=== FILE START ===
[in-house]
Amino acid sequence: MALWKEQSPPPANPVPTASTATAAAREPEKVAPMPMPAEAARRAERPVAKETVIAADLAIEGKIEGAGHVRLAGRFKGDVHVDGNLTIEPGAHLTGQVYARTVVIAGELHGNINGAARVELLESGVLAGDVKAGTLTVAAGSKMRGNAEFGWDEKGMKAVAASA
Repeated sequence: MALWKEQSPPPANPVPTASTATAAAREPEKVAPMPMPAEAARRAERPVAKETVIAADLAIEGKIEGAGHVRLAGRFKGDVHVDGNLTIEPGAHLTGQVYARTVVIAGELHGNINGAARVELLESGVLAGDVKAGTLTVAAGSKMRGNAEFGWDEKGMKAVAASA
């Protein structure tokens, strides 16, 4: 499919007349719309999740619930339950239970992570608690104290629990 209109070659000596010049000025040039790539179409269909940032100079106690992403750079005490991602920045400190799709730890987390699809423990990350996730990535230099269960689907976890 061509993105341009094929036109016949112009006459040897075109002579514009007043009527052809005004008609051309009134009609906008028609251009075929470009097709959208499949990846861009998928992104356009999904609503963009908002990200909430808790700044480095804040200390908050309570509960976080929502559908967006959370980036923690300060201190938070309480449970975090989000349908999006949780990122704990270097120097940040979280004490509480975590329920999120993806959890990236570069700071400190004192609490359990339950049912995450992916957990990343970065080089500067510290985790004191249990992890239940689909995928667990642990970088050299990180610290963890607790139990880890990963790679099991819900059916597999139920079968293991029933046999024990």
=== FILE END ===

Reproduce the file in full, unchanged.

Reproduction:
[in-house]
Amino acid sequence: MALWKEQSPPPANPVPTASTATAAAREPEKVAPMPMPAEAARRAERPVAKETVIAADLAIEGKIEGAGHVRLAGRFKGDVHVDGNLTIEPGAHLTGQVYARTVVIAGELHGNINGAARVELLESGVLAGDVKAGTLTVAAGSKMRGNAEFGWDEKGMKAVAASA
Repeated sequence: MALWKEQSPPPANPVPTASTATAAAREPEKVAPMPMPAEAARRAERPVAKETVIAADLAIEGKIEGAGHVRLAGRFKGDVHVDGNLTIEPGAHLTGQVYARTVVIAGELHGNINGAARVELLESGVLAGDVKAGTLTVAAGSKMRGNAEFGWDEKGMKAVAASA
């Protein structure tokens, strides 16, 4: 499919007349719309999740619930339950239970992570608690104290629990 209109070659000596010049000025040039790539179409269909940032100079106690992403750079005490991602920045400190799709730890987390699809423990990350996730990535230099269960689907976890 061509993105341009094929036109016949112009006459040897075109002579514009007043009527052809005004008609051309009134009609906008028609251009075929470009097709959208499949990846861009998928992104356009999904609503963009908002990200909430808790700044480095804040200390908050309570509960976080929502559908967006959370980036923690300060201190938070309480449970975090989000349908999006949780990122704990270097120097940040979280004490509480975590329920999120993806959890990236570069700071400190004192609490359990339950049912995450992916957990990343970065080089500067510290985790004191249990992890239940689909995928667990642990970088050299990180610290963890607790139990880890990963790679099991819900059916597999139920079968293991029933046999024990």